Greenpeace’s failure on Golden Rice

The author says Greenpeace has played a large role in delaying the production of Golden Rice, a genetically modified variety that promises to alleviate vitamin A deficiencies in children in many parts of the world. | Reuters/Erik De Castro photo

In late July 2021, the Philippines became the first country on the planet to approve Golden Rice for production and human consumption.

Twenty years ago when the Golden Rice technology was licensed to Syngenta, the approval for production and consumption was expected to occur within a handful of years. It was widely thought that Golden Rice would be providing humans with increased vitamin A by 2005. Regrettably, the 16 years of delays are based entirely on politics, and the leading environmental activist organization opposed to Golden Rice has been Greenpeace.

There is a great deal of misinformation about Golden Rice, including that the technology is owned by Monsanto, and groups like Greenpeace are not advocating with the knowledge that is truthful.

Let’s get one thing straight: Monsanto doesn’t, and never has, owned Golden Rice. Golden Rice has been developed by the International Rice Research Institute, an international and publicly funded research centre located in the Philippines.

More than 70 patents previously existed regarding aspects of Golden Rice technology, and IRRI, along with assistance from the Rockefeller Foundation, were able to negotiate free licensing for all of the patents.

The devastating reality of vitamin A deficiency is that globally, 124 million children are deficient, with up to two million children under the age of five dying annually from the lack of vitamin A.

According to Unicef, one in three children worldwide do not receive enough vitamin A, and vitamin A deficiency is the “leading cause of preventable childhood blindness and increases the risk of death from common childhood illnesses such as diarrhea”.

The benefit of Golden Rice is in the increased vitamin A content. Since rice is a staple crop for many regions suffering from vitamin A deficiency, developing a vitamin A rich rice was a strategic choice for adoption, use, and production in these regions.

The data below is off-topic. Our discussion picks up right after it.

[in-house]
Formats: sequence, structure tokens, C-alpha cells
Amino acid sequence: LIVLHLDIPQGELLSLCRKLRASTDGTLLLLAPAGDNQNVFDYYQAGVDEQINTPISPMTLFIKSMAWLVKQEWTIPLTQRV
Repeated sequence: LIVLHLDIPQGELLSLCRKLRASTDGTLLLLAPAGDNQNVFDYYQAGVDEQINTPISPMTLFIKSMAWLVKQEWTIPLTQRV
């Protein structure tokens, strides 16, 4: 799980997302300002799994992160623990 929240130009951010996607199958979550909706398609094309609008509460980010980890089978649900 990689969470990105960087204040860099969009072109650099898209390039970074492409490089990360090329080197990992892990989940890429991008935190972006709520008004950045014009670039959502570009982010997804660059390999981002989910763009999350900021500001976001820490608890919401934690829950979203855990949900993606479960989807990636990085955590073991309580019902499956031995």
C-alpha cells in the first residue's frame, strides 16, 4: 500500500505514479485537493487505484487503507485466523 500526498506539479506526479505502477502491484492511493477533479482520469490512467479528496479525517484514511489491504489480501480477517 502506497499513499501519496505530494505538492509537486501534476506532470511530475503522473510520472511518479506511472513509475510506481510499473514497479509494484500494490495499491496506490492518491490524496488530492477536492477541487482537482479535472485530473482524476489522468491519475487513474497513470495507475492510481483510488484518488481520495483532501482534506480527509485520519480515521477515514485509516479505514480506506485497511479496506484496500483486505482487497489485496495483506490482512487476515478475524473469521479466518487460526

To date, 158 Nobel Laureates, as well as more than 13,000 scientists and individuals, have publicly called on Greenpeace to end its campaign against technologies capable of reducing the rate of childhood death in developing countries. It is simply unfathomable, not to mention unethical, that Greenpeace would be opposed to any technology capable of increasing vitamin A availability and reducing the rate of childhood death.

Initially, Greenpeace was an organization that supported many aspects of science but has since jettisoned all scientific basis for its advocacy, or more realistically, its propaganda campaigns.

It’s become evident that the deliberate spread of false information has become a successful business model. Numerous activist organizations have adopted this business model and knowingly disseminate information that is false to scare the public into donating money to fund the “fight” against these so-called dangerous technologies.

Greenpeace has transitioned from an organization that was concerned about the environment to one that now fights against improved food security and reduced childhood blindness.

Many people who have previously donated money to Greenpeace are questioning whether Greenpeace represents their views in regard to its unethical stance on Golden Rice. I’ve heard from many current Greenpeace supporters who have indicated they will no longer donate to the organization.

I encourage any individual who donates to Greenpeace and is concerned about the lack of ethics demonstrated by the organization to seek alternative organizations to donate to.

Alternatively, supporting organizations involved in ensuring that Golden Rice is readily available for farmers, their families and consumers would be an excellent cause to support.

Stuart Smyth is an associate professor in the University of Saskatchewan’s agricultural and resource economics department. He holds the Agri-Food Innovation and Sustainability Enhancement Chair. This article first appeared on the SAIFood website. It has been edited for length.

About the author

Stuart Smyth's recent articles


Stories from our other publications